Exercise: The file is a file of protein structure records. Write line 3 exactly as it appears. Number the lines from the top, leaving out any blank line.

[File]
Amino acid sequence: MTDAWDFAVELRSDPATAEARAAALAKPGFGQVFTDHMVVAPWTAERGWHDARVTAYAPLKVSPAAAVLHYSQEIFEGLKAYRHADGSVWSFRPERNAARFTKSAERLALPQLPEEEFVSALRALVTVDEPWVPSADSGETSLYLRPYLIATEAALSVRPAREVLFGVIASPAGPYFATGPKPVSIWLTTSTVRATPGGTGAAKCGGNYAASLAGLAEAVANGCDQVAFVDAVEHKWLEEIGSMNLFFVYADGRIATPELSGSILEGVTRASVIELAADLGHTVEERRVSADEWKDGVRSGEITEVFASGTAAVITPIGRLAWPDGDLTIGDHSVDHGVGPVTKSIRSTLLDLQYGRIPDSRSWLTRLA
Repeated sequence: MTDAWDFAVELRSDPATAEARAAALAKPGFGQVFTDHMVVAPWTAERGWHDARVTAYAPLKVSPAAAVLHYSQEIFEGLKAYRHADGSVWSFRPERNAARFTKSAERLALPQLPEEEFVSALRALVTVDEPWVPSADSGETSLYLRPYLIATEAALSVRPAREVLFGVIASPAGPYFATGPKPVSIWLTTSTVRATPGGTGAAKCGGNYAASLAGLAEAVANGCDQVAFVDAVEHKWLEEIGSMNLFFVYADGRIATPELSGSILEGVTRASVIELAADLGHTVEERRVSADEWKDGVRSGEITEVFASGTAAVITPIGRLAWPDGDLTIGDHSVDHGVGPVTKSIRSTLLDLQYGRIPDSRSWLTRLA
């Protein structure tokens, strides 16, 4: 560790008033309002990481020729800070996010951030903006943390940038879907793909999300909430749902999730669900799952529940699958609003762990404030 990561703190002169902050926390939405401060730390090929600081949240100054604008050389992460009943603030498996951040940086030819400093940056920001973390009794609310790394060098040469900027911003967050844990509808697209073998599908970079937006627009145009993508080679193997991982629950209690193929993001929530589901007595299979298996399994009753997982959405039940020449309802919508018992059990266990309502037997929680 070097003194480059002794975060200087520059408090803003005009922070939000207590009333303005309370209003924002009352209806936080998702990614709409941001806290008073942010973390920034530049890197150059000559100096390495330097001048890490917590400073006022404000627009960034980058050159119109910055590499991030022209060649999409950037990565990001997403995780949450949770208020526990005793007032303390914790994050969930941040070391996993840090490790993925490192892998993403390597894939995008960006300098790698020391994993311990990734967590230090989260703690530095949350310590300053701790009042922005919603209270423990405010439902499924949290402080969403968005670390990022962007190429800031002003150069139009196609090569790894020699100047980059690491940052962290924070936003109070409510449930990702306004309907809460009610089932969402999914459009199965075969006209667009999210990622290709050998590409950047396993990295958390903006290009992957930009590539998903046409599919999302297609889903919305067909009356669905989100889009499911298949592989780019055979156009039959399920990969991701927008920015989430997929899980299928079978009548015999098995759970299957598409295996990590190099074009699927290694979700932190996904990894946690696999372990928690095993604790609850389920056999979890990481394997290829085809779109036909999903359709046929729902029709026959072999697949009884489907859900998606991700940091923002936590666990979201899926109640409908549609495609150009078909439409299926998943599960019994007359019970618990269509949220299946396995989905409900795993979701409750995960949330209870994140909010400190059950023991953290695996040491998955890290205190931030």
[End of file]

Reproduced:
């Protein structure tokens, strides 16, 4: 560790008033309002990481020729800070996010951030903006943390940038879907793909999300909430749902999730669900799952529940699958609003762990404030 990561703190002169902050926390939405401060730390090929600081949240100054604008050389992460009943603030498996951040940086030819400093940056920001973390009794609310790394060098040469900027911003967050844990509808697209073998599908970079937006627009145009993508080679193997991982629950209690193929993001929530589901007595299979298996399994009753997982959405039940020449309802919508018992059990266990309502037997929680 070097003194480059002794975060200087520059408090803003005009922070939000207590009333303005309370209003924002009352209806936080998702990614709409941001806290008073942010973390920034530049890197150059000559100096390495330097001048890490917590400073006022404000627009960034980058050159119109910055590499991030022209060649999409950037990565990001997403995780949450949770208020526990005793007032303390914790994050969930941040070391996993840090490790993925490192892998993403390597894939995008960006300098790698020391994993311990990734967590230090989260703690530095949350310590300053701790009042922005919603209270423990405010439902499924949290402080969403968005670390990022962007190429800031002003150069139009196609090569790894020699100047980059690491940052962290924070936003109070409510449930990702306004309907809460009610089932969402999914459009199965075969006209667009999210990622290709050998590409950047396993990295958390903006290009992957930009590539998903046409599919999302297609889903919305067909009356669905989100889009499911298949592989780019055979156009039959399920990969991701927008920015989430997929899980299928079978009548015999098995759970299957598409295996990590190099074009699927290694979700932190996904990894946690696999372990928690095993604790609850389920056999979890990481394997290829085809779109036909999903359709046929729902029709026959072999697949009884489907859900998606991700940091923002936590666990979201899926109640409908549609495609150009078909439409299926998943599960019994007359019970618990269509949220299946396995989905409900795993979701409750995960949330209870994140909010400190059950023991953290695996040491998955890290205190931030």